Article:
“Mozambican women against poverty, domestic violence, violation and sexual abuse of minors, human trafficking, HIV-AIDS and other scourges which afflict Mozambican society.”

However, the KPRF is a diverse organisation containing many currents, including some chauvinist ones which call themselves “national patriotic”. These were also well represented on the march, although the worst examples seemed to have been the result of individual initiative rather than central party instruction. Large flags depicted the largely Russian-speaking districts of Ukraine. On the Ukrainian and Crimean questions, there is little to distinguish the mainstream KPRF position from that of Putin. Worse still, the anti-US rhetoric of official Russia these days can easily be served in a “left”-sounding “anti-imperialist” sauce, and extended to reject all sorts of “western” ideas, including, for example, anti-racism. Barack Obama’s race seemed to be an issue for some of the demonstrators. Translations of the slogans are given in the captions. Similarly, black shirts bearing old-style script, hailing the martial qualities of the Russians as a nation, seem strangely incongruous on people carrying communist banners.

Southern and Eastern Ukrainian cities: Odessa, Kherson, Khar’kov, Donetsk, Lugansk, Dnepropetrovsk, Nikolaev

Southern and Eastern Ukrainian cities: Odessa, Kherson, Khar’kov, Donetsk, Lugansk, Dnepropetrovsk, Nikolaev

Slogan on the central placard: “The collapse of Darwin’s theory! A big-eared black monkey is trying to rule the world!” This example of Russian national-patriotic wit did not seem to be particularly controversial in the KPRF contingent which was carrying these placards.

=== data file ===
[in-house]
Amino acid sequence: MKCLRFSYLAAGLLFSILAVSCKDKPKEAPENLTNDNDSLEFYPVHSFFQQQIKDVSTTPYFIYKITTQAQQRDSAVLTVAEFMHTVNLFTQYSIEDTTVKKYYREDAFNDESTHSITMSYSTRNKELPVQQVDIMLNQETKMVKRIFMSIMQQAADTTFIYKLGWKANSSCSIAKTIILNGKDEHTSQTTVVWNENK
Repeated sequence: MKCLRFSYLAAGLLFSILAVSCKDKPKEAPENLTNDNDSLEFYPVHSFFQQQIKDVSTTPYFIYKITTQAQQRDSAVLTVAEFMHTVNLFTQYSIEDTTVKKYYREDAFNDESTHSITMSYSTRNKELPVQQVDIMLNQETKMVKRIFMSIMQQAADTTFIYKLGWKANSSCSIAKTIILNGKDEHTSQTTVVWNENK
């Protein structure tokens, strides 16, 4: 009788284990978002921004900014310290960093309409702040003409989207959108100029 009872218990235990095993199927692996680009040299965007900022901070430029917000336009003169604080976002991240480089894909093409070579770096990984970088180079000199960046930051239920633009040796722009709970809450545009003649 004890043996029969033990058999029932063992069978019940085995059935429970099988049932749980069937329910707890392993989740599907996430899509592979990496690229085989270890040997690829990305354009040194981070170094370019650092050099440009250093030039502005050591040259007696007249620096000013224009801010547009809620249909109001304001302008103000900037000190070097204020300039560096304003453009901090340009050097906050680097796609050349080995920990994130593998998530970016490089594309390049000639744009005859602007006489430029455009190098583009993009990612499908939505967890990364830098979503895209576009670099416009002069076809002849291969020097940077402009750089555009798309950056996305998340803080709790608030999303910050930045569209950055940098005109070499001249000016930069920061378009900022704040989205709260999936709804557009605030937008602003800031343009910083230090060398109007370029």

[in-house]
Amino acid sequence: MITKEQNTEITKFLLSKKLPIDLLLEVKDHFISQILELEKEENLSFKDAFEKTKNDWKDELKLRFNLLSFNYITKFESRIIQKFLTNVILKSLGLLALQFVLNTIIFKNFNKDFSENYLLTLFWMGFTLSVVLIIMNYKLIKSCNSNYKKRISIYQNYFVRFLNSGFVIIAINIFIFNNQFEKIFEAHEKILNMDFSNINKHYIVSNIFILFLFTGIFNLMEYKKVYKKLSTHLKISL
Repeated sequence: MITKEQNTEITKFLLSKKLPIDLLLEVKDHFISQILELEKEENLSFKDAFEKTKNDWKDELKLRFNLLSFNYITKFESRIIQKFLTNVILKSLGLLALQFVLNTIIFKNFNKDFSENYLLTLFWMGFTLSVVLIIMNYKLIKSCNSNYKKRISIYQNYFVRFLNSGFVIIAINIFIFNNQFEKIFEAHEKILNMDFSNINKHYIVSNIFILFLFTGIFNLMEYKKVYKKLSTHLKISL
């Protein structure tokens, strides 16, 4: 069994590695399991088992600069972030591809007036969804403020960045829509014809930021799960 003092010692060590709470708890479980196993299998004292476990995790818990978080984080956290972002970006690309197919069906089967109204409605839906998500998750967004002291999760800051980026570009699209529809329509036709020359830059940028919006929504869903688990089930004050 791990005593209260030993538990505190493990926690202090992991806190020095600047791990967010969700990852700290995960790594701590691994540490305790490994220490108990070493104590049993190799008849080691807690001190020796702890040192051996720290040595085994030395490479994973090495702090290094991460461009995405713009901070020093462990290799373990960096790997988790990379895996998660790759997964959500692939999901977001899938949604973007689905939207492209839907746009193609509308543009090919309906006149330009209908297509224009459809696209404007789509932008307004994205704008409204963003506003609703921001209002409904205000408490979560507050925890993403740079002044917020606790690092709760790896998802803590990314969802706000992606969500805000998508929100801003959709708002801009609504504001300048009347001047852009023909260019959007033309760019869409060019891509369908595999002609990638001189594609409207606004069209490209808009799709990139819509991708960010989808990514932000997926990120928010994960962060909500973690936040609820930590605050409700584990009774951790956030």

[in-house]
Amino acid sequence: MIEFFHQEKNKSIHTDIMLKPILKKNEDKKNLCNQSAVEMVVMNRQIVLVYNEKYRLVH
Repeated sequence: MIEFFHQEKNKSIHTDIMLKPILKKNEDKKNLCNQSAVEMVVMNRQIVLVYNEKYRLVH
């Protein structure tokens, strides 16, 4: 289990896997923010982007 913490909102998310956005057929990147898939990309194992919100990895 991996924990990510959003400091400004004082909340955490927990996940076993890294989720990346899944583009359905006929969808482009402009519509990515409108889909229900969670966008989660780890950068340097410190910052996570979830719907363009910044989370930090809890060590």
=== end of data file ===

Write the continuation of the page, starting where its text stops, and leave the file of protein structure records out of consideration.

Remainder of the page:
Slogan on the central placard: “The collapse of Darwin’s theory! A big-eared black monkey is trying to rule the world!” This specimen of Russian national-patriotic wit did not seem to be particularly controversial in the KPRF contingent which was carrying these placards.

I wonder whether this person was the author of the placards – he proudly posed with two of them when I pointed my camera. The one on the left says, slightly cryptically: “Hitler did not like pork fat, Ukrainian fascists!”, while the one on the right declares: “Obama, you lie brazenly without blushing! It must be good to be a negro!” His KPRF badge completes the dispiriting spectacle.

I wonder whether this person was the author of the placards – he proudly posed with two of them when I pointed my camera. The one on the left says, slightly cryptically: “Hitler did not like pork fat, Ukrainian fascists!”, while the one on the right declares: “Obama, you lie brazenly without blushing! It must be good to be a negro!” His KPRF badge completes the dispiriting spectacle.

Black shirts with the slogan “Russians do not surrender!”, holding a KPRF banner.

Black shirts with the slogan “Russians do not surrender!”, holding a KPRF banner.

“A spoonful of tar spoils a barrelful of honey”, says the old Russian proverb. However, the ultra-right’s “Russian May Day” contained no honey at all. In fact, it had only three redeeming features:

  • It was pretty small – maybe only 500 people
  • It was very thoroughly policed, which gave them little opportunity for mayhem
  • The noted neo-Nazi band Kolovrat, which was to have caused noise pollution at the end of the march, was banned from performing
  • It is worth noting that neo-Nazism is not at all attractive to most Russian national chauvinists, given its association with a regime which regarded Russians as Untermenschen to be kicked off their land, deported, enslaved or exterminated, and which launched a war of annihilation against the USSR in pursuit of that aim. There are other Russian national chauvinist traditions which have far greater traction among the population, which would not associate with the sort of elements to be found on the “Russian May Day”. The pictures below largely speak for themselves.

    The far-right march began with some Orthodox imagery and the Imperial Russian flag...

    The far-right march began with some Orthodox imagery and the Imperial Russian flag…